Dennis Kucinich says he's insulted. The local congressman and long-shot presidential candidate says it's "an insult to the voters, and the height of cynicism for candidates to refuse to take the public stage and subject themselves to public scrutiny."
The congressman's fuming because prominent Nevada Democrats, and several presidential candidates, have forced the cancellation of an August presidential candidate debate, sponsored by Fox News. Most voters would agree with him that politicians "take the public stage and subject themselves to public scrutiny." The only problem is that Kucinich has refused to publicly debate any challenger to his seat since coming to Washington in 1997.
A few examples:
Mike Dovilla, Kucinich's GOP general election foe in 2006, was stood up by the congressman at two separate scheduled debates: First, at the prestigious City Club of Cleveland (where Dovilla debated Kucinich's empty
chair) and then at a major candidates forum, hosted by the League of Women Voters (LWV) at Cuyahoga Community College.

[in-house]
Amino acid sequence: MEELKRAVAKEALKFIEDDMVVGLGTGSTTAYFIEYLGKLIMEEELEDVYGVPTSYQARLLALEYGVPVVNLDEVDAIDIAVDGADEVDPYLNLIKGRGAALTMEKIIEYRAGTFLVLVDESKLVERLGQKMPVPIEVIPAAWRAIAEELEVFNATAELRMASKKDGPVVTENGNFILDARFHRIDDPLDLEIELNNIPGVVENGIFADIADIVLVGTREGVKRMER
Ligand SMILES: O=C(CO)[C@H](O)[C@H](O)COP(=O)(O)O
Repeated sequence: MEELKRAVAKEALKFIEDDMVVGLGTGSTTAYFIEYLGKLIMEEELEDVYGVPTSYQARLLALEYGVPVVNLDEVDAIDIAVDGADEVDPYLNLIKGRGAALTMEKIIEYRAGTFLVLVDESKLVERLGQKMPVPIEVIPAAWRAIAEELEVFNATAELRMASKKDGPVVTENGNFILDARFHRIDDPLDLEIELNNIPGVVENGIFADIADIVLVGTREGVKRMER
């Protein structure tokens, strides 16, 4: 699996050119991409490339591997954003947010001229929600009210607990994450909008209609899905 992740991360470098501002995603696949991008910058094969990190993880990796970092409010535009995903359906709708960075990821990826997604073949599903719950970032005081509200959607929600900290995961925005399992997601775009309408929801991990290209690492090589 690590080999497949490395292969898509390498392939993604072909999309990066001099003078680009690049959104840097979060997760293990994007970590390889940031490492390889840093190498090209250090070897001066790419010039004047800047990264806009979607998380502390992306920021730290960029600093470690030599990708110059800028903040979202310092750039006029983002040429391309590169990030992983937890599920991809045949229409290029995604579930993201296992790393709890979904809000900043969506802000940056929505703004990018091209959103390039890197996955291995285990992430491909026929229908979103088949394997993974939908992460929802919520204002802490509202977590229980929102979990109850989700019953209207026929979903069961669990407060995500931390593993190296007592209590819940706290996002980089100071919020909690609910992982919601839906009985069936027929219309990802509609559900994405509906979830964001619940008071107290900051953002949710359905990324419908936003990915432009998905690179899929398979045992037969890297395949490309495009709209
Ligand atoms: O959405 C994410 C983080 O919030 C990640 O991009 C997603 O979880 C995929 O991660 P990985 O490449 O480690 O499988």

Both times, Kucinich claimed "scheduling conflicts" prevented his participation. The previous April, the congressman stood up Barbara Ferris, his 2006 Democratic primary challenger, at another City Club forum. Ferris was so angry that, after leaving the event, she traveled to Kucinich's Lakewood district office and, in full view of a group of veterans and a local TV crew, challenged the congressman to debate. (He refused).
And in October 2004, Kucinich failed to show for still another City Club primary debate with Ferris (running then as an independent) and Ed Herman, the GOP challenger. Despite having confirmed his appearance beforehand, he cancelled at the last minute, saying "the people already knows where I stand."
How's that for arrogance? I could go on but suffice to say, Rep. Kucinich has not debated a single challenger to his congressional seat since he was first elected to Congress in 1996. Talk about Chutspah.
Given his career-long track record of refusing to debate his challengers, Kucinich reveals himself to be a hypocrite of the first order and, thusly, owes a public apology to the Nevada Democratic leaders and to the presidential candidates who he, unfairly and unmercifully slandered. Shame on him.
Lawrence J. McDonald